The cinema release of Morrissey 25: Live, a concert film of the former Smiths singer's intimate gig at LA's 1,800-capacity Hollywood High School, was intended as a celebration of his quarter-century of solo stardom. But it arrives with him seemingly on the ropes, beaten to them by a series of body-blows.
Shortly after the performance on 2 March this year, which the film captures, Morrissey cancelled the remaining dates of his US tour, hospitalised on an IV-drip with double-pneumonia, the culmination of recent ailments including a bleeding ulcer, anaemia and the throat illness Barrett's oesophagus. The 22 cancelled US gigs were joined last month by a South American tour axed due to "lack of funding".
Still insisting on the sort of 1990s record deal which would have subsidised that South American jaunt, but no longer exists in an imploding music industry, he has been without a label for some time. His last album was the aptly titled Years of Refusal in 2009. Morrissey refuses to adapt to a chilly new world in which he has lesser status, but has run up against the reality that he can't survive on his own. "The future," he concluded on the fan site True to You with characteristic fatalism, "is suddenly absent."
This would be more alarming if Morrissey hadn't been here before. His flop 1997 album, Maladjusted, was followed by seven years of record label exile he knew was coming even before its release, explaining to an interviewer: "I'm box office poison… Once the tide turns, it turns. And unless the wind is in your sails, there's very little you can do." He responded to the depressed period which followed by moving to LA to live like Sunset Boulevard's forgotten silent-film star Norma Desmond in a mansion in the Hollywood Hills, taking pot-shots at short-sighted record labels till a triumphant comeback with 2004's You Are the Quarry. After a move to Rome and the Ringleader of the Tormentors album, Years of Refusal saw that return's energy dissipate.
The reasons were frankly admitted in several songs on Maladjusted, especially "Ammunition", a defiant confession of his thematic limitations. While his 1980s contemporary Elvis Costello stretched his creativity past its limits into jazz and classical music, Morrissey's talent has stayed circumscribed by its interest in the witty description of his own despair and loneliness, and regressed from the similar subject of The Smiths by losing their songs' healing, communal connection to an adolescent generation. That has been replaced by a deepening, resourcefully amusing solipsism. "I don't dwell on the things I'm missing," he sings on "Ammunition" of this familiar lyrical landscape, "I'm just pleased with the things I've found."
An artist who has to dance on the head of a pin, though, will always outstay his welcome. The self-exile from the spotlight his recent sickness and statements suggest, as with the long disappearance which began in 1997, may be needed to make us want him again.
If he is leaving the stage, Morrissey 25: Live is an unsatisfactory if revealing curtain call. A new song, "Action Is My Middle Name", deals partly with death, with the urgent attack of a man living his remaining life to the full. The fascination of the film isn't in the often exciting show, though, but the fans' reaction to it. Their faces and hands reach up to him, till they finally hurl themselves at the stage in kamikaze efforts to touch their idol. This relationship is given overly self-conscious form as Morrissey hands the microphone to devotees, so they can express how, as one says, "You make my life complete."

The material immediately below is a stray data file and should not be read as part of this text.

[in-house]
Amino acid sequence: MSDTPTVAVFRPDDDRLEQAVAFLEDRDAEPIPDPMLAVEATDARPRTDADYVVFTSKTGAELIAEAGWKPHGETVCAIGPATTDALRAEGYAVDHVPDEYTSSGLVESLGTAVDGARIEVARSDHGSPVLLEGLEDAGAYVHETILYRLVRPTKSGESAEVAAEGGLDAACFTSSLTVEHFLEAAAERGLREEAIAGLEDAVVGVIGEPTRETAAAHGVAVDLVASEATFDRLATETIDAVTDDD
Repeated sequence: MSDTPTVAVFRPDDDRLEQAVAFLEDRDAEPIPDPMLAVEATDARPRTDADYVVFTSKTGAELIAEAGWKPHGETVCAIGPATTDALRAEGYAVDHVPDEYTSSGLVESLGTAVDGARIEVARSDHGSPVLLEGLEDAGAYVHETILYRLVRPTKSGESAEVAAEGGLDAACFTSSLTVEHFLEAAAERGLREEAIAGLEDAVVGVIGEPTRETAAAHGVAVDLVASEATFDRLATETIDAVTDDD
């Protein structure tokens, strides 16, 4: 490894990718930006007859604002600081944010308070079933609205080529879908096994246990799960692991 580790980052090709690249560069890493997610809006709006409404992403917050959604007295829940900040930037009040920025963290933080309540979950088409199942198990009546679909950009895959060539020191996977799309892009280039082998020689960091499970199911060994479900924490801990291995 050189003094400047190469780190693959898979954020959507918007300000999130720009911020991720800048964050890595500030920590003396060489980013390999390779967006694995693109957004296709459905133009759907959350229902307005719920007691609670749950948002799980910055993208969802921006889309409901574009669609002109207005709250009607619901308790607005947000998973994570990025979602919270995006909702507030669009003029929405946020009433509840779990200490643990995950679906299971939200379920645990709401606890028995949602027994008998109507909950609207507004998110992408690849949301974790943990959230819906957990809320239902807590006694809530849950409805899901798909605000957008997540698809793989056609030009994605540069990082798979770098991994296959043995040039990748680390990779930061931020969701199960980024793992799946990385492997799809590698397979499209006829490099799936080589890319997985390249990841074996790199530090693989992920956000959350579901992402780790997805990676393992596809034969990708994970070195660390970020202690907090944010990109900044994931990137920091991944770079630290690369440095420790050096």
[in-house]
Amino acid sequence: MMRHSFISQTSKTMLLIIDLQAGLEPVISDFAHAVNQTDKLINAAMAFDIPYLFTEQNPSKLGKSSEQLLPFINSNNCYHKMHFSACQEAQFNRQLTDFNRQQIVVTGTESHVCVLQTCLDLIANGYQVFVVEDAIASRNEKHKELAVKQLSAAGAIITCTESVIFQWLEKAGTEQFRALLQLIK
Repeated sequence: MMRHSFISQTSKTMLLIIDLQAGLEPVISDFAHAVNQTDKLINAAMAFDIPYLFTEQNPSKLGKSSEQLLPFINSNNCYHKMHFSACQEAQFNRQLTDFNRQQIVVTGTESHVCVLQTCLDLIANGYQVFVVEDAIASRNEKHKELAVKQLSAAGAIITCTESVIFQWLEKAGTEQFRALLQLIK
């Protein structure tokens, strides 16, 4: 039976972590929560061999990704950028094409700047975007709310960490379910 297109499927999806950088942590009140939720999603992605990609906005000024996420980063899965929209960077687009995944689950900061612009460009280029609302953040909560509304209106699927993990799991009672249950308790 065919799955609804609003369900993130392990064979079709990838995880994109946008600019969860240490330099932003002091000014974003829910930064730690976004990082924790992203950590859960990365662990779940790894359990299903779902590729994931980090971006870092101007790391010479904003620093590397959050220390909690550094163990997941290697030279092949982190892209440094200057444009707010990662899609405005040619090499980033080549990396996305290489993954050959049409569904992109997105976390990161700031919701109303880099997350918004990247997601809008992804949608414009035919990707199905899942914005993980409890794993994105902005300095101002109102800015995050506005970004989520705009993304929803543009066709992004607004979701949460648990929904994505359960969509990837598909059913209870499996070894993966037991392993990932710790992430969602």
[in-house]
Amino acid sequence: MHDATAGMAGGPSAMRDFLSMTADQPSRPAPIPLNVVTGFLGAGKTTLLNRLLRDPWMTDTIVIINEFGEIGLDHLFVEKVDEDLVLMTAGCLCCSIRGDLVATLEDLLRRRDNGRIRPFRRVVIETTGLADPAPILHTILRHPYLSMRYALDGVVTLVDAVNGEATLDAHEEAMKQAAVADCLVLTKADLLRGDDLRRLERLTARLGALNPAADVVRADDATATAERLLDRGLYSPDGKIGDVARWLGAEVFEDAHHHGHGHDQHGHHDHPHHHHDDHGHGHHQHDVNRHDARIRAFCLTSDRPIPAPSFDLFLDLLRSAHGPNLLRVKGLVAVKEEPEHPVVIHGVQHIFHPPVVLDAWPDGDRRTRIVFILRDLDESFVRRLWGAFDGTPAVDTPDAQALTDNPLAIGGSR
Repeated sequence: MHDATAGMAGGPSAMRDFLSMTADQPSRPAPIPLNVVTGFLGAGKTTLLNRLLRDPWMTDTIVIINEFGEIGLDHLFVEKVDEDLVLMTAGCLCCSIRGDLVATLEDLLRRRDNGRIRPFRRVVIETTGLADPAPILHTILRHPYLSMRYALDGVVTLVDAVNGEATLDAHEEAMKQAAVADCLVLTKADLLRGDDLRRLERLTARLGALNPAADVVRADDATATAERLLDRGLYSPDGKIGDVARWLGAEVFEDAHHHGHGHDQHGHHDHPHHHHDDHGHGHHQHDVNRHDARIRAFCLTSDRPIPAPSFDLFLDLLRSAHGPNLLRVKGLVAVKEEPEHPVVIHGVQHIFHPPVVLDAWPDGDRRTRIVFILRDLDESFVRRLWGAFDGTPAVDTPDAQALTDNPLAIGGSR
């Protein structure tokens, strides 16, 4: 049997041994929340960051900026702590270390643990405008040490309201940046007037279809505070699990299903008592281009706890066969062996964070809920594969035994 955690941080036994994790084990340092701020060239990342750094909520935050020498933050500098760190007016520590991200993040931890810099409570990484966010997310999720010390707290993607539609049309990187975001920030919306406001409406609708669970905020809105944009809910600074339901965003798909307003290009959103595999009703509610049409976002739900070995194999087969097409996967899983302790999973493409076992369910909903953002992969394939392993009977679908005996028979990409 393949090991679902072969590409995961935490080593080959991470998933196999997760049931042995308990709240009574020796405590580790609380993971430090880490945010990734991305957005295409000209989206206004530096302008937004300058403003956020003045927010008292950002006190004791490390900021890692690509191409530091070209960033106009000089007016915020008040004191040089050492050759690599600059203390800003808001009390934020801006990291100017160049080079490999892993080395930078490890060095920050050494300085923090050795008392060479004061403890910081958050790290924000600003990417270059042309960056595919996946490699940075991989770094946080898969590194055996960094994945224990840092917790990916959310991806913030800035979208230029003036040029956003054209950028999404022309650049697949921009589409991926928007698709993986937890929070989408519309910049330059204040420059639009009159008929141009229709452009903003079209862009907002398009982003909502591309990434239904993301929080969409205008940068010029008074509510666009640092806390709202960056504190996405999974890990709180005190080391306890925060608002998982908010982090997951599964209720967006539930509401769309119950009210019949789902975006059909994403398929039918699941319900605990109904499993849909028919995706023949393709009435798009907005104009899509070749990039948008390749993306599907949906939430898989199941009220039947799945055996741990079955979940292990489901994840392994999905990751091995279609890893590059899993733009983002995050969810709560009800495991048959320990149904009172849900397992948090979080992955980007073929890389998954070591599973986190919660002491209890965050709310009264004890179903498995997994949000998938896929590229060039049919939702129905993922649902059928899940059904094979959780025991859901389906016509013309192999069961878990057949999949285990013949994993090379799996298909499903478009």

The fierceness of one fan's face as he stares at the stage, flushed with intense, nameless emotion, says much more. So does Morrissey as he sinks to his knees, back turned to the crowd to watch slaughterhouse footage during an at first prayerfully quiet "Meat Is Murder". His equation of human and animal life can be another example of his insensitive solipsism, most infamously when, immediately after Anders Breivik's mass killing in Norway, he said on stage that the 77 dead were "nothing compared to what happens in McDonald's and Kentucky Fried shit every day".
His role as a sort of rock Prince Philip, putting his foot in his mouth on subjects such as this and immigration, has been another reason for old fans abhorring him. But his insistence on social meaning in shows which aren't just entertainment is a reminder of rock's ambition.
Morrissey 25: Live is finally a document of Morrissey as a star – in his fans' intelligent, consuming obsession with him, perhaps rock's last. Having been a fervent teenage admirer of the New York Dolls and Patti Smith, he has made himself a worthy object of such adoration.
Away from the cameras at Hollywood High, I saw the strength of this at a 2011 gig at Brixton Academy in London. The fervid restlessness of the crowd was unique among current rock shows, and masterfully orchestrated by a Morrissey who desired and deserved it. All his faults, limitations and cancelled engagements can't take that away. As he chides on Years of Refusal's "All You Need Is Me": "You're going to miss me when I'm gone."
'Morrissey 25: Live' is in selected cinemas now (www.morrissey25live.com)
STANDING-ROOM ONLY: 10 INTIMATE SHOWS
U2 Astoria, London, 7 February 2001
Paul McCartney Cavern Club, Liverpool, 14 December 1999
Rolling Stones 100 Club, London, 31 May 1982
Bob Dylan Toad's Place, New Haven, Connecticut, 12 January 1990
Blur East Anglian Railway Museum, Colchester, 13 June 2009
Bruce Springsteen & the E Street Band Moody Theater, Austin, Texas, 15 March 2012
Oasis Roundhouse, London, 21 July 2009
Eminem Islington Academy, London, 20 November 2004
Radiohead 93 Feet East, London, 16 January 2008
Lady Gaga Oak Room at the Plaza Hotel, New York, 5 January 2011
*This article appears in tomorrow's print edition of Radar Magazine